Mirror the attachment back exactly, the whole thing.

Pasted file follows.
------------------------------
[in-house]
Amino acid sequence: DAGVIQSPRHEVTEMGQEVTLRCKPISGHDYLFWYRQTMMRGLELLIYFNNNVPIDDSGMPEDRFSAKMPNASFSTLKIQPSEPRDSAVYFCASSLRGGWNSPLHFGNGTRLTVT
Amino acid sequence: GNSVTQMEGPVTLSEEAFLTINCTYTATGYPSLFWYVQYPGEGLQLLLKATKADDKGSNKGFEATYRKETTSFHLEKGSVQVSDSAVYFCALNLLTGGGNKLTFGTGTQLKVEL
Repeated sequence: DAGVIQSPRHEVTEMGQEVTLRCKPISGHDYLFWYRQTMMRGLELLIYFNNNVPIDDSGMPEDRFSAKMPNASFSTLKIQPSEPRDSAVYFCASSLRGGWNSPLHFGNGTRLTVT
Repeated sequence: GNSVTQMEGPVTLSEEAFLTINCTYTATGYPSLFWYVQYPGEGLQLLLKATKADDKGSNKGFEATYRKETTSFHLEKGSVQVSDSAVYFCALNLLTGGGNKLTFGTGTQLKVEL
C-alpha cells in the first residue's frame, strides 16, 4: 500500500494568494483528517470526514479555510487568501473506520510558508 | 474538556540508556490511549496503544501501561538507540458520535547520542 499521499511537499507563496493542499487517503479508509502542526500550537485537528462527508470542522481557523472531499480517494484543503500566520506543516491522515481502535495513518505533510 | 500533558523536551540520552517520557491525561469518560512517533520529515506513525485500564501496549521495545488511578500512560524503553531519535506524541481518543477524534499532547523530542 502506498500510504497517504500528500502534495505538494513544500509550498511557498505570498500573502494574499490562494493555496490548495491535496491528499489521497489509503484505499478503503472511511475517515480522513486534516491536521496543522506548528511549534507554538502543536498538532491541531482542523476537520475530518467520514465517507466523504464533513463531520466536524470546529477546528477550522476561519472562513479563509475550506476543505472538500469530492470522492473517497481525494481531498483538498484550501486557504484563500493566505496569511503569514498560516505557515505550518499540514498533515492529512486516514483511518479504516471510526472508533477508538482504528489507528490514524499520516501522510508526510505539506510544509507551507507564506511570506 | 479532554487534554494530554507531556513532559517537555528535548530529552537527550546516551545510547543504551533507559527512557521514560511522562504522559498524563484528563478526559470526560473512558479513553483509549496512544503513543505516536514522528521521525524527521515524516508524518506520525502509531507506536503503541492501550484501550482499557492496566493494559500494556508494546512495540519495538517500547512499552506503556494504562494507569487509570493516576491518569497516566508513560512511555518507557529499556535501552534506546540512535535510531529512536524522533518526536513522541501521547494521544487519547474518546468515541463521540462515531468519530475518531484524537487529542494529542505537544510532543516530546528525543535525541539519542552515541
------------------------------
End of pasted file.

[in-house]
Amino acid sequence: DAGVIQSPRHEVTEMGQEVTLRCKPISGHDYLFWYRQTMMRGLELLIYFNNNVPIDDSGMPEDRFSAKMPNASFSTLKIQPSEPRDSAVYFCASSLRGGWNSPLHFGNGTRLTVT
Amino acid sequence: GNSVTQMEGPVTLSEEAFLTINCTYTATGYPSLFWYVQYPGEGLQLLLKATKADDKGSNKGFEATYRKETTSFHLEKGSVQVSDSAVYFCALNLLTGGGNKLTFGTGTQLKVEL
Repeated sequence: DAGVIQSPRHEVTEMGQEVTLRCKPISGHDYLFWYRQTMMRGLELLIYFNNNVPIDDSGMPEDRFSAKMPNASFSTLKIQPSEPRDSAVYFCASSLRGGWNSPLHFGNGTRLTVT
Repeated sequence: GNSVTQMEGPVTLSEEAFLTINCTYTATGYPSLFWYVQYPGEGLQLLLKATKADDKGSNKGFEATYRKETTSFHLEKGSVQVSDSAVYFCALNLLTGGGNKLTFGTGTQLKVEL
C-alpha cells in the first residue's frame, strides 16, 4: 500500500494568494483528517470526514479555510487568501473506520510558508 | 474538556540508556490511549496503544501501561538507540458520535547520542 499521499511537499507563496493542499487517503479508509502542526500550537485537528462527508470542522481557523472531499480517494484543503500566520506543516491522515481502535495513518505533510 | 500533558523536551540520552517520557491525561469518560512517533520529515506513525485500564501496549521495545488511578500512560524503553531519535506524541481518543477524534499532547523530542 502506498500510504497517504500528500502534495505538494513544500509550498511557498505570498500573502494574499490562494493555496490548495491535496491528499489521497489509503484505499478503503472511511475517515480522513486534516491536521496543522506548528511549534507554538502543536498538532491541531482542523476537520475530518467520514465517507466523504464533513463531520466536524470546529477546528477550522476561519472562513479563509475550506476543505472538500469530492470522492473517497481525494481531498483538498484550501486557504484563500493566505496569511503569514498560516505557515505550518499540514498533515492529512486516514483511518479504516471510526472508533477508538482504528489507528490514524499520516501522510508526510505539506510544509507551507507564506511570506 | 479532554487534554494530554507531556513532559517537555528535548530529552537527550546516551545510547543504551533507559527512557521514560511522562504522559498524563484528563478526559470526560473512558479513553483509549496512544503513543505516536514522528521521525524527521515524516508524518506520525502509531507506536503503541492501550484501550482499557492496566493494559500494556508494546512495540519495538517500547512499552506503556494504562494507569487509570493516576491518569497516566508513560512511555518507557529499556535501552534506546540512535535510531529512536524522533518526536513522541501521547494521544487519547474518546468515541463521540462515531468519530475518531484524537487529542494529542505537544510532543516530546528525543535525541539519542552515541